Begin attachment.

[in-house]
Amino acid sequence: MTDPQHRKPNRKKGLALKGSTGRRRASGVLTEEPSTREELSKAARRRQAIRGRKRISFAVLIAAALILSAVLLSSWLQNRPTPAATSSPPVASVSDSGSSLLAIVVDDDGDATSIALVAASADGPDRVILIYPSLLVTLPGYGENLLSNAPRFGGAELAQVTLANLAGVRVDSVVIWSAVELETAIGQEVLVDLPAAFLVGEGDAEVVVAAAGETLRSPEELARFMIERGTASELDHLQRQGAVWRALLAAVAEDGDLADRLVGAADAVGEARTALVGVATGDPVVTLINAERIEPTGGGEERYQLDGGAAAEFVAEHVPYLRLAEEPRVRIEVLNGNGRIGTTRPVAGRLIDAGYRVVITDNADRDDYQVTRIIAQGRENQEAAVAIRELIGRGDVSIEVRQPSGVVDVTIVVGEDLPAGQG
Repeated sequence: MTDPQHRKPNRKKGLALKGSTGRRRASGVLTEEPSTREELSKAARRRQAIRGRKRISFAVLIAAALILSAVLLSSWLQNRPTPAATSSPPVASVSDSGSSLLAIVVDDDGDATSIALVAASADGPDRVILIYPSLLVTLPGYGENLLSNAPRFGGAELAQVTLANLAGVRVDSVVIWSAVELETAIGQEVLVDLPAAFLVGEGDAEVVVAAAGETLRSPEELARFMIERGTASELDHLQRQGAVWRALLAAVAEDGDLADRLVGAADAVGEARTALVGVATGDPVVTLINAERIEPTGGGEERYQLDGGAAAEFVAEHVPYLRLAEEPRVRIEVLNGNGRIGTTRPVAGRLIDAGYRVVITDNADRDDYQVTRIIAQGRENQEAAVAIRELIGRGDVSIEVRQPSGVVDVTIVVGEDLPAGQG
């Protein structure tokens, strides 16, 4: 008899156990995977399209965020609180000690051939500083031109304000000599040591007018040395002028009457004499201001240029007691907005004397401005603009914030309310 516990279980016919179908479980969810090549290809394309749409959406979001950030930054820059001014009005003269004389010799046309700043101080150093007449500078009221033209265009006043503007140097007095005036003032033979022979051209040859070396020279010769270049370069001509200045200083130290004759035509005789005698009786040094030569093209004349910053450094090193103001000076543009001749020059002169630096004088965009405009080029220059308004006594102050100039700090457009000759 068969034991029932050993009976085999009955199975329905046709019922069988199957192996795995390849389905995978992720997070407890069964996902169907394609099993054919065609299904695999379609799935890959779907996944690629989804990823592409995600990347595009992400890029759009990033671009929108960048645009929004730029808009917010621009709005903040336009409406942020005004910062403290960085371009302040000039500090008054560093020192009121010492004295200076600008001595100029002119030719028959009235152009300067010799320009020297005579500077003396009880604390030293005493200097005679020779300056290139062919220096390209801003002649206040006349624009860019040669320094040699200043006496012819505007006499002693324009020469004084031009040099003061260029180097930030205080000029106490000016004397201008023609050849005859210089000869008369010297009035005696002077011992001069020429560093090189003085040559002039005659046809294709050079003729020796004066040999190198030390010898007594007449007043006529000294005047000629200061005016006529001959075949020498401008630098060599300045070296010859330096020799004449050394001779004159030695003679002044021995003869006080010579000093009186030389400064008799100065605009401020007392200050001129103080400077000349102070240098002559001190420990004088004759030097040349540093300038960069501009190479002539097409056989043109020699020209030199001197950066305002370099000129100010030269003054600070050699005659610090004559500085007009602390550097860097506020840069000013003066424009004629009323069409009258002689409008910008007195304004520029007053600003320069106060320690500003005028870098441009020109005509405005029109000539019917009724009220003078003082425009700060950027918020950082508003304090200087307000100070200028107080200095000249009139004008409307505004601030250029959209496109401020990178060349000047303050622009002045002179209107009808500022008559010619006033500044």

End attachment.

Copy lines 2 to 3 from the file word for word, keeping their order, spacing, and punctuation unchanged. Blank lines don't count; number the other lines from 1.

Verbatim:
Amino acid sequence: MTDPQHRKPNRKKGLALKGSTGRRRASGVLTEEPSTREELSKAARRRQAIRGRKRISFAVLIAAALILSAVLLSSWLQNRPTPAATSSPPVASVSDSGSSLLAIVVDDDGDATSIALVAASADGPDRVILIYPSLLVTLPGYGENLLSNAPRFGGAELAQVTLANLAGVRVDSVVIWSAVELETAIGQEVLVDLPAAFLVGEGDAEVVVAAAGETLRSPEELARFMIERGTASELDHLQRQGAVWRALLAAVAEDGDLADRLVGAADAVGEARTALVGVATGDPVVTLINAERIEPTGGGEERYQLDGGAAAEFVAEHVPYLRLAEEPRVRIEVLNGNGRIGTTRPVAGRLIDAGYRVVITDNADRDDYQVTRIIAQGRENQEAAVAIRELIGRGDVSIEVRQPSGVVDVTIVVGEDLPAGQG
Repeated sequence: MTDPQHRKPNRKKGLALKGSTGRRRASGVLTEEPSTREELSKAARRRQAIRGRKRISFAVLIAAALILSAVLLSSWLQNRPTPAATSSPPVASVSDSGSSLLAIVVDDDGDATSIALVAASADGPDRVILIYPSLLVTLPGYGENLLSNAPRFGGAELAQVTLANLAGVRVDSVVIWSAVELETAIGQEVLVDLPAAFLVGEGDAEVVVAAAGETLRSPEELARFMIERGTASELDHLQRQGAVWRALLAAVAEDGDLADRLVGAADAVGEARTALVGVATGDPVVTLINAERIEPTGGGEERYQLDGGAAAEFVAEHVPYLRLAEEPRVRIEVLNGNGRIGTTRPVAGRLIDAGYRVVITDNADRDDYQVTRIIAQGRENQEAAVAIRELIGRGDVSIEVRQPSGVVDVTIVVGEDLPAGQG